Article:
There are no neighborhood public schools in New Orleans which students can attend by-right, Karran Harper Royal told the Education Town Hall on July 31. And this year’s enrollment process left hundreds of families without a suitable placement after the first two rounds of “OneApp” assignments. She explained that 1500 families were still seeking appropriate school placements and described the scene as hundreds spent hours lined up in the heat on July 10.
In the aftermath of Hurricane Katrina (2005), most of the city’s public schools are now controlled by the state’s Recovery School District (RSD), and all but a handful are now operated as charter schools. For the last several years most of the RSD schools have been participating in a citywide “OneApp” enrollment process. The long line for a third round of assignments was attributed in some press reports to delay on the part of parents, Harper Royal says. But she found that families in line consisted of many newly re-arrived, having finally returned to town after Katrina, as well as those who had been assigned a school they never requested or assigned several different elementary schools for siblings. In addition, she said, reducing parent centers, where enrollment could be accomplished, from three down to one contributed to the problems.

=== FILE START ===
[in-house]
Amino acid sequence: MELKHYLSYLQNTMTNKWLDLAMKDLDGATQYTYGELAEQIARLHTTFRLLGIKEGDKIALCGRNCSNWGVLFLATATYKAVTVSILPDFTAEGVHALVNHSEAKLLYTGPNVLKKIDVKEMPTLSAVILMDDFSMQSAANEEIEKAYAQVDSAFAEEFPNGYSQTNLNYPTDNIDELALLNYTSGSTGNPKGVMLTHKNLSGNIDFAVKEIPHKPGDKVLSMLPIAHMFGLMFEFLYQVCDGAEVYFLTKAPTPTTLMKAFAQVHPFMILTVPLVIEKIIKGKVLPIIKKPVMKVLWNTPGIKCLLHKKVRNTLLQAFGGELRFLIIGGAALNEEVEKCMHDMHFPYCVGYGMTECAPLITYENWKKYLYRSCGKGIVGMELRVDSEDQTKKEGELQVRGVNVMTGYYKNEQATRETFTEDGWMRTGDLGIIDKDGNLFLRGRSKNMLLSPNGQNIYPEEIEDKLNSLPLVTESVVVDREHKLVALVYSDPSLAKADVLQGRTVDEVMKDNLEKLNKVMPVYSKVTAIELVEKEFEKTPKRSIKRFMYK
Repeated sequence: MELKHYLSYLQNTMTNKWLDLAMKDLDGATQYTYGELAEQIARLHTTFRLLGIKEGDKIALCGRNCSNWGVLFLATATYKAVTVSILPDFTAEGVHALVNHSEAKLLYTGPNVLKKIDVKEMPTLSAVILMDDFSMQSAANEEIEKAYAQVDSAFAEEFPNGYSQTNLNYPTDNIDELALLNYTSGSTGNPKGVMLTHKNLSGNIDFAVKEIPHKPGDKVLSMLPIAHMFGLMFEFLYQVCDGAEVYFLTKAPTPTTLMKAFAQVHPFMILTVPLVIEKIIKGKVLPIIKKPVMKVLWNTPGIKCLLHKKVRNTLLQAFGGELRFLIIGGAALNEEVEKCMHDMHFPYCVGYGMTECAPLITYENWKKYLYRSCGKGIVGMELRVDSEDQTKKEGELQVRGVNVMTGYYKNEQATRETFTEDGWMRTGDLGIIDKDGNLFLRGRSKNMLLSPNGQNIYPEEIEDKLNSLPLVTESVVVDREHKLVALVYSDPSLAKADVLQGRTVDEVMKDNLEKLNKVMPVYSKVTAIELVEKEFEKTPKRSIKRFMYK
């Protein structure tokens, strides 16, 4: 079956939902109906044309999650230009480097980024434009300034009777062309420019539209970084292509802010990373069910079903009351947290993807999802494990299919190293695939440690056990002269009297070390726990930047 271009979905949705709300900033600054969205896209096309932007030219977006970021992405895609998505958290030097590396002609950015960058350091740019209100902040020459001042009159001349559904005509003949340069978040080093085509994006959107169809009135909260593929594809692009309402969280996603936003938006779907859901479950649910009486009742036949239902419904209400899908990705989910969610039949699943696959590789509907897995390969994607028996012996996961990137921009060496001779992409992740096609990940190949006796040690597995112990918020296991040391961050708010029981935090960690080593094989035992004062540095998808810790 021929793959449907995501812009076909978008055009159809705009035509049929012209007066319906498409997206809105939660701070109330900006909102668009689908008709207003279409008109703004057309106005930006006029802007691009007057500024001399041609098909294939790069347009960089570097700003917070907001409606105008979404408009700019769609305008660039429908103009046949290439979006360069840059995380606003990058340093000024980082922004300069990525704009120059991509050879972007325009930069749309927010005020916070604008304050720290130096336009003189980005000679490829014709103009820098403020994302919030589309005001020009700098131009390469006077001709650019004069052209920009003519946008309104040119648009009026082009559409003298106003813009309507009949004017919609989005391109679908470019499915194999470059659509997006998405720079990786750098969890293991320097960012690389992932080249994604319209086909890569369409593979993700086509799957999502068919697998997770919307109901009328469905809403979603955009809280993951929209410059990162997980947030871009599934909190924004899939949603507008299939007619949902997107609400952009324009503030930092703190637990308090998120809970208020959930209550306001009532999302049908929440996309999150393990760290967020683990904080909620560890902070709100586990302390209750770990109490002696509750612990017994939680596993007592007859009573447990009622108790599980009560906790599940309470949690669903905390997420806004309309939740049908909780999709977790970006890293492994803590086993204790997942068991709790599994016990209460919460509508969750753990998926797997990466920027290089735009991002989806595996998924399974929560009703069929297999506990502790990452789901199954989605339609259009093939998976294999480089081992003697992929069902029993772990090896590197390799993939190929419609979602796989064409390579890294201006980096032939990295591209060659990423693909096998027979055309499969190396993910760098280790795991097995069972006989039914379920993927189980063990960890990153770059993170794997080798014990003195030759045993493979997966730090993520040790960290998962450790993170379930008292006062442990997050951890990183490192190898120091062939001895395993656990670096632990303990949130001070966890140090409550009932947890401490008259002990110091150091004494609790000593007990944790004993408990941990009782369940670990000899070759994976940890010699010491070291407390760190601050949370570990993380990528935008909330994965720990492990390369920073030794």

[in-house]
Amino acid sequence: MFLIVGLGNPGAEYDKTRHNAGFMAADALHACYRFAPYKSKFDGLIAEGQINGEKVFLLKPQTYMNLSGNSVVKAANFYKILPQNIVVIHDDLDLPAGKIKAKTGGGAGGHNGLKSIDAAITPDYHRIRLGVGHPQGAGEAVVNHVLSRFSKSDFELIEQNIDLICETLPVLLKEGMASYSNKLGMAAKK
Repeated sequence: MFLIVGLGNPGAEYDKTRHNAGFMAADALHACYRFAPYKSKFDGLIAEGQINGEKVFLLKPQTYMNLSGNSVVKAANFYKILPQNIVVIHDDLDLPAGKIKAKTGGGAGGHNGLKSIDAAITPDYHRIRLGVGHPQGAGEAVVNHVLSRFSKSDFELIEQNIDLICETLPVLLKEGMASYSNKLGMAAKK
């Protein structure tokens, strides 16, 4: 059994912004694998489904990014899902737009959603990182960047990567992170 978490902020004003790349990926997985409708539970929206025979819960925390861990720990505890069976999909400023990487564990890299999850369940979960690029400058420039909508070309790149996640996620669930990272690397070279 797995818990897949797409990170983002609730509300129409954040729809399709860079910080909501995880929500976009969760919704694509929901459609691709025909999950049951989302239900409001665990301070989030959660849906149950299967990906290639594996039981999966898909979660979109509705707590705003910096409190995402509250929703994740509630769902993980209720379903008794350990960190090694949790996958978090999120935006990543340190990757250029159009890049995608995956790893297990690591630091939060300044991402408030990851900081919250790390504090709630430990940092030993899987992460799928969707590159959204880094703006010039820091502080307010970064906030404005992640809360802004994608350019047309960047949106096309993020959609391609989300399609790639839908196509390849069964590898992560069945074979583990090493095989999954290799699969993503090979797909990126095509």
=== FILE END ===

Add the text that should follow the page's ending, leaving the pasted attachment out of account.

And enrollment trouble is not the only challenge NOLA schools face, Harper Royal adds. The Recovery School District failed to manage the schools, they turned them over to charters, and the charter schools failed: Not one of the RSD charter schools has a state rating of “A,” and most are in the C-F range. “It’s only right that they give the schools back to the elected board.”
On the positive side: In the wake of the recent OneApp problems, the community is beginning to organize in a new way. NOLA PEA (Parents Educators and Advocates) is in the “infancy stage, but it’s hopeful.”
Listen to full discussion on track 4 below.